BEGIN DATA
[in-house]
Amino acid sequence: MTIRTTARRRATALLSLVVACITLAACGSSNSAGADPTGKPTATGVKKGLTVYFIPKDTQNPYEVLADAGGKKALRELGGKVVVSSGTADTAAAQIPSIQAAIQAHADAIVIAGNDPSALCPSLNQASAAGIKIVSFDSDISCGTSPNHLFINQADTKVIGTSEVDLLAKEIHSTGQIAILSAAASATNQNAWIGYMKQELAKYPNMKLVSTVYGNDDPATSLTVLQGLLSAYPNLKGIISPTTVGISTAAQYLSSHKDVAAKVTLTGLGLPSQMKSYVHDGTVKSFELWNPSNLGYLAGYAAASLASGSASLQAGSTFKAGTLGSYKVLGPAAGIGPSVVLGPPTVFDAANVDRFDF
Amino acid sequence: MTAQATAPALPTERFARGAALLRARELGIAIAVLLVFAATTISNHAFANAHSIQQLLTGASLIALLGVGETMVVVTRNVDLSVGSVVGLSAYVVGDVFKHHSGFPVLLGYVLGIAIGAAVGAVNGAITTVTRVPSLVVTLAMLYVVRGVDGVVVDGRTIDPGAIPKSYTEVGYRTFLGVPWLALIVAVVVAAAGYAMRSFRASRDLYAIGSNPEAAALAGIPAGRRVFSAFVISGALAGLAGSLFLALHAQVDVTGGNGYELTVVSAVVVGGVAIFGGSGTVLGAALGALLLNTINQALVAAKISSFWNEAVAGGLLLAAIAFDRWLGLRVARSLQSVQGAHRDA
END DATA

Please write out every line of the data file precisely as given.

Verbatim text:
[in-house]
Amino acid sequence: MTIRTTARRRATALLSLVVACITLAACGSSNSAGADPTGKPTATGVKKGLTVYFIPKDTQNPYEVLADAGGKKALRELGGKVVVSSGTADTAAAQIPSIQAAIQAHADAIVIAGNDPSALCPSLNQASAAGIKIVSFDSDISCGTSPNHLFINQADTKVIGTSEVDLLAKEIHSTGQIAILSAAASATNQNAWIGYMKQELAKYPNMKLVSTVYGNDDPATSLTVLQGLLSAYPNLKGIISPTTVGISTAAQYLSSHKDVAAKVTLTGLGLPSQMKSYVHDGTVKSFELWNPSNLGYLAGYAAASLASGSASLQAGSTFKAGTLGSYKVLGPAAGIGPSVVLGPPTVFDAANVDRFDF
Amino acid sequence: MTAQATAPALPTERFARGAALLRARELGIAIAVLLVFAATTISNHAFANAHSIQQLLTGASLIALLGVGETMVVVTRNVDLSVGSVVGLSAYVVGDVFKHHSGFPVLLGYVLGIAIGAAVGAVNGAITTVTRVPSLVVTLAMLYVVRGVDGVVVDGRTIDPGAIPKSYTEVGYRTFLGVPWLALIVAVVVAAAGYAMRSFRASRDLYAIGSNPEAAALAGIPAGRRVFSAFVISGALAGLAGSLFLALHAQVDVTGGNGYELTVVSAVVVGGVAIFGGSGTVLGAALGALLLNTINQALVAAKISSFWNEAVAGGLLLAAIAFDRWLGLRVARSLQSVQGAHRDA